So in your example for vlan 2 to talk to vlan 1 you will need to have a layer 3 device (router or l3 switch) act as the router that is needed to route traffic between the ip networks.

I don't know much about Dell switches, but if what you have are layer 2 only switches then you will need to buy a router or a layer 3 switch.  If you have a layer 3 switch, you will need to configure the layer 3 interface associated with the vlans and turn on routing in order to do what you want to do.

Hope this helps.
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by:rfc1180
ID: 35114419
I think you have a decent understanding of vlans, but lacking the communciation between vlans; as the previous expert explained, in a nutshell, you are requiring what is called inter-vlan communication and yes, requires ip routing and 802.1q.

This should get you going:
PowerConnect 6224 Switch

Configure tagging for the connection between the switches, create a virtual interface and assign ip addresses (This would be your hosts default gateway); there is of course the question of Internet access as well as connectivity to any other networks. This you will need to account for with some minor tweaking, but getting a layer 3 switch will accomplish your task.


Billy
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by:nick-pecoraro
ID: 35131263
Ken-

That was an excellent explanation! I think I have a much clearer grasp of how VLANs work within networks now. Thanks!

However I am still a little confused on how this applies to an infrastructure with lots of stacked switches, such as the one I have to work with.  Here is a basic outline of the connection route between the new 2824, back to the router.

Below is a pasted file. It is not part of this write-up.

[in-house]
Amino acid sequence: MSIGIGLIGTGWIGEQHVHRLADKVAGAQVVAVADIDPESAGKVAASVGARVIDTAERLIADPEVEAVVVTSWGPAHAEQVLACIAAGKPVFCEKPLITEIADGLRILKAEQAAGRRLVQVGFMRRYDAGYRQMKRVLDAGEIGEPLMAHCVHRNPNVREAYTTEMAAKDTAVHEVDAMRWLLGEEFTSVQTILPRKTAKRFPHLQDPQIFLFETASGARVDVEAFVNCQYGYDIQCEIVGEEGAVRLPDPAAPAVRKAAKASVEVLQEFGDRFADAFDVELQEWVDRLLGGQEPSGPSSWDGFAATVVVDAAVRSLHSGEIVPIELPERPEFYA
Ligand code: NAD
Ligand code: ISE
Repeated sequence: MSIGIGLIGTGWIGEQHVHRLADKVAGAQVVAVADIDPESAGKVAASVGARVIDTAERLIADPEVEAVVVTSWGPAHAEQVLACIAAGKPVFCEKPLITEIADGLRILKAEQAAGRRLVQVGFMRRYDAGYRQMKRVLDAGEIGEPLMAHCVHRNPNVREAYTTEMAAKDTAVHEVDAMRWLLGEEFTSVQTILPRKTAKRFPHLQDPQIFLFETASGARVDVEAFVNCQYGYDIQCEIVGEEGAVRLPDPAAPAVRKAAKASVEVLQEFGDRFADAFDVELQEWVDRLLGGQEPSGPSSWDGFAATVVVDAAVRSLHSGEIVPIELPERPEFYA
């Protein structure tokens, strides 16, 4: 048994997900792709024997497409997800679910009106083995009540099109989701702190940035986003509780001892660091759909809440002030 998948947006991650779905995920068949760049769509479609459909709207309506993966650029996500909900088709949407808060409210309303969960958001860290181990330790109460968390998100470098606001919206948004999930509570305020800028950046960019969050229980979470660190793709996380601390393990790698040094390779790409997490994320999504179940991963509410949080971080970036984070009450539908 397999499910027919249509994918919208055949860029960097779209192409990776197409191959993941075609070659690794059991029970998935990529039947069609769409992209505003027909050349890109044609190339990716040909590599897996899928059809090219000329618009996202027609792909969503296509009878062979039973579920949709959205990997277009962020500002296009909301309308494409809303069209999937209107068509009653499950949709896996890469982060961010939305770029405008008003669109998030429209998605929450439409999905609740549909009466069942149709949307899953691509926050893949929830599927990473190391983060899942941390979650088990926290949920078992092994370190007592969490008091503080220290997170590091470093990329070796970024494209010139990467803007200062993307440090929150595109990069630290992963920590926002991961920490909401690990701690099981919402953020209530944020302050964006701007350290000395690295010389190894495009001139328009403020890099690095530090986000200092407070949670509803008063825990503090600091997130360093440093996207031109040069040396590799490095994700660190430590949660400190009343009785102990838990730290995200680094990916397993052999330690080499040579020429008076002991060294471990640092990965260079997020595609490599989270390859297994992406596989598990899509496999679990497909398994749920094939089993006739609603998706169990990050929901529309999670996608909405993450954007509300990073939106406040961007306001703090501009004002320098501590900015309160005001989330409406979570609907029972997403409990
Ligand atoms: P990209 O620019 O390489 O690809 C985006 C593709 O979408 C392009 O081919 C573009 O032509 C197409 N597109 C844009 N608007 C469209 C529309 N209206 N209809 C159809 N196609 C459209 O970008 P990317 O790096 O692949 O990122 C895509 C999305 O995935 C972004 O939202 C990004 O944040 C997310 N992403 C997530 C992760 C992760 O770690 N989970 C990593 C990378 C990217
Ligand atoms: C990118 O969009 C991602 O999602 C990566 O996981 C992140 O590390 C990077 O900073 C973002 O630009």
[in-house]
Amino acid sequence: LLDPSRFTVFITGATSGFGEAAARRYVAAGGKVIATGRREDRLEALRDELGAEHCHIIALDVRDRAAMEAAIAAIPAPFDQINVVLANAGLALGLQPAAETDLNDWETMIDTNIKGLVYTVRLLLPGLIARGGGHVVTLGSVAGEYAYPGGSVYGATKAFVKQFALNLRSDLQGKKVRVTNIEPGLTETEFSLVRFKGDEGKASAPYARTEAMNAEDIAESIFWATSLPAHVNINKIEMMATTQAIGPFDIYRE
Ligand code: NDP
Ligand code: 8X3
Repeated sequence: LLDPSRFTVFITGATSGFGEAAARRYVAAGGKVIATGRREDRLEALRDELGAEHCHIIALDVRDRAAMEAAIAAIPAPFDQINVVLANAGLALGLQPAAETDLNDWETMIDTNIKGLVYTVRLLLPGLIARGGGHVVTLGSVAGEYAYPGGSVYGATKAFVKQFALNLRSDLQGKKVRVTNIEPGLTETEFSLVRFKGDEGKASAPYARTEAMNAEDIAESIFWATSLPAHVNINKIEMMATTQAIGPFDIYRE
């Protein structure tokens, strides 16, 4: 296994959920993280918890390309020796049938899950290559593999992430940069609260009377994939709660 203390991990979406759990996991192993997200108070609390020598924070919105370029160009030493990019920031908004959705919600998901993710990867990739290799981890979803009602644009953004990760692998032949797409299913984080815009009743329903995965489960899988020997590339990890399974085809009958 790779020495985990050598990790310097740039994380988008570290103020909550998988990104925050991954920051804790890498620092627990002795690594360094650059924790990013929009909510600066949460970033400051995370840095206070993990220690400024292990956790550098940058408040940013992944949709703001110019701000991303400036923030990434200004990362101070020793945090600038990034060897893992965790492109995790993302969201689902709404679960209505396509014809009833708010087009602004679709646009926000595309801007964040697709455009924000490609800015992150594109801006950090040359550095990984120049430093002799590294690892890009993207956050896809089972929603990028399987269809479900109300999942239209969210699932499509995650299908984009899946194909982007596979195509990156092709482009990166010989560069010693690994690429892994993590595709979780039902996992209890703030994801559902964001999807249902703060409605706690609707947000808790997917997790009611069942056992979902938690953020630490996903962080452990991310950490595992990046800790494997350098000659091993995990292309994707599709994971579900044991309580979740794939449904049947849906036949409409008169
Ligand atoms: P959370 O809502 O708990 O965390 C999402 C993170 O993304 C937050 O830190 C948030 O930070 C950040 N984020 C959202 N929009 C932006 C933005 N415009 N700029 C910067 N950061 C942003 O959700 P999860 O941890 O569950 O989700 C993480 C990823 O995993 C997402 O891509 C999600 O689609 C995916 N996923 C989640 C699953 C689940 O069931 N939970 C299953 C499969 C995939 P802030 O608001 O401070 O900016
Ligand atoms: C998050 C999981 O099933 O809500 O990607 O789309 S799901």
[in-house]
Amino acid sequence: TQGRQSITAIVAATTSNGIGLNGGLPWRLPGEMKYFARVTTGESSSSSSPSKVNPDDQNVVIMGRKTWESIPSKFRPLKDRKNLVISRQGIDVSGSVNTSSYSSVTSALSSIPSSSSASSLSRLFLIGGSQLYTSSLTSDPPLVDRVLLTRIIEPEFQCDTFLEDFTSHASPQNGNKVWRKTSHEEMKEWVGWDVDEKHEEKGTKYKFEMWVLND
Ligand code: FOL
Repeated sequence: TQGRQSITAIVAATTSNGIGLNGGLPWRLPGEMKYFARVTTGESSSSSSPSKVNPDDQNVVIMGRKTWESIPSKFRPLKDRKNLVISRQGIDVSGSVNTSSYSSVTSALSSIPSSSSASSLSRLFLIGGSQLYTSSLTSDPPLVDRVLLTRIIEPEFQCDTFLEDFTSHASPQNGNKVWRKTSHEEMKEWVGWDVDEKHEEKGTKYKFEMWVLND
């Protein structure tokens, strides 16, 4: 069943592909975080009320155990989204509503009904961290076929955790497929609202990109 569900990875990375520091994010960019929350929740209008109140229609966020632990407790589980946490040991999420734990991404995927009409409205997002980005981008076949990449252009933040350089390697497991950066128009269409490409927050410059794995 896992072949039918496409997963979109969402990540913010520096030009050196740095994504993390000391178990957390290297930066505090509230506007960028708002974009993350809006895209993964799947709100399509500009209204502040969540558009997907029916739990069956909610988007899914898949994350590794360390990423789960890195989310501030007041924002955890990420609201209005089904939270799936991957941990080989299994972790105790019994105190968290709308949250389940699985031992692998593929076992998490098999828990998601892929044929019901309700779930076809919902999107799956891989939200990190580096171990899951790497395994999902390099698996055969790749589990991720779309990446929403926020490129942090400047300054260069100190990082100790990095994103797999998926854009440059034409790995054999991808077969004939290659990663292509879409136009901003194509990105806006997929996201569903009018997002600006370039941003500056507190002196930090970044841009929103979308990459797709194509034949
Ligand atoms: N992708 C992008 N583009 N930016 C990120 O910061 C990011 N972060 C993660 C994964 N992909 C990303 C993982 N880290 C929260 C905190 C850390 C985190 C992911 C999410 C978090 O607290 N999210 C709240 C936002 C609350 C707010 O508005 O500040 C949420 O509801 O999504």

[--Router--]
       |
[-Switch1-]
       |
[-Switch2-]
       |
[---2824---]

There are several other managed switches connected to the network, but I left them out because they don't directly affect the route from the new switch, just branch or extend other areas.

- The 2824 is a Layer 2 Switch.
- Switch2 is a Layer 3 Switch, but running as Layer 2 (routing is all handled by the Router).

Right now VLAN2 only exists on the 2824. All other switches have only VLAN1.

If I were to continue to use the router as the only L3 device, I would need to:
- Create VLAN2 on Switch 2
- Create VLAN2 on Switch 1
- Trunk port23 from 2824 to port23 on Switch 2
- Trunk port24 from Switch 2 to port24 on Switch 1
- Tell the router about the IP network on VLAN2

(ports 23/24 are just what I would use, can be whatever as long as its tagged as trunk I assume)

Is that correct? And if so, I wouldn't need to create VLAN2 on any of the other managed switches (ones that I left out) because they all connect back to the router through Switch 1 or Switch 2?